As Gilbert demonstrates with various studies, this disconnect between how much we predict we will change and how much we actually do change touches upon nearly all aspects of our lives–from our personality, our values to our preferences. I really enjoyed this talk and its deeply growth mindset oriented message. When change is the only constant in human experience, when we can accept that we are never fully “finished,” it frees us to embrace the learning process, to admit that we are not who we strive to be…yet. And in striving to bridge that yet, we are able to keep learning and growing throughout our lives, each day becoming slightly fuller and richer versions of ourselves.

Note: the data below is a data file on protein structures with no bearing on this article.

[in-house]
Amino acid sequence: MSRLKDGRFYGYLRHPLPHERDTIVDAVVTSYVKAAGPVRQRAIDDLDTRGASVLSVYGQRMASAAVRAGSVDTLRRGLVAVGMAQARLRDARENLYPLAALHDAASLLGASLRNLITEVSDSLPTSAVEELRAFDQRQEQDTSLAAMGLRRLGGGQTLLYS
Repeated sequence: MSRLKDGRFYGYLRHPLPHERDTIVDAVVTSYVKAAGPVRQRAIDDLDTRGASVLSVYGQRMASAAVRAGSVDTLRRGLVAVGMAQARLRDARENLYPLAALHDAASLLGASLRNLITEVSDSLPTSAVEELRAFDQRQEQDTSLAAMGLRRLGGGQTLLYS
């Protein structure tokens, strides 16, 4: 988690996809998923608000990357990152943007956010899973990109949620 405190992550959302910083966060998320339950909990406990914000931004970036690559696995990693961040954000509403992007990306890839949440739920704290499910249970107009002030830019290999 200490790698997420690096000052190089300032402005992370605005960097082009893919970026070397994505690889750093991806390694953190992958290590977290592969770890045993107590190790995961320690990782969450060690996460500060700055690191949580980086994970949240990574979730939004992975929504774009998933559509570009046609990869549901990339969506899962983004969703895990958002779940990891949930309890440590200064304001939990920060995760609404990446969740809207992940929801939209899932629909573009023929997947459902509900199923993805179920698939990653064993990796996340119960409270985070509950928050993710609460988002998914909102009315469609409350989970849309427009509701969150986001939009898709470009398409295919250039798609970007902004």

embrace change & rethink …

Dan Gilbert: The Psychology of Your Future Self

What If Instead of Prioritizing the Relief of Suffering We Also Focused On the Understanding & Building of Happiness?

In times of trouble, does the understanding and alleviating of suffering trump the understanding and building of happiness? I think not. People who are impoverished, depressed, or suicidal care about much more than just the relief of their suffering. These persons care–sometimes desperately–about virtue, about purpose, about integrity, and about meaning.” -Martin Seligman, Authentic Happiness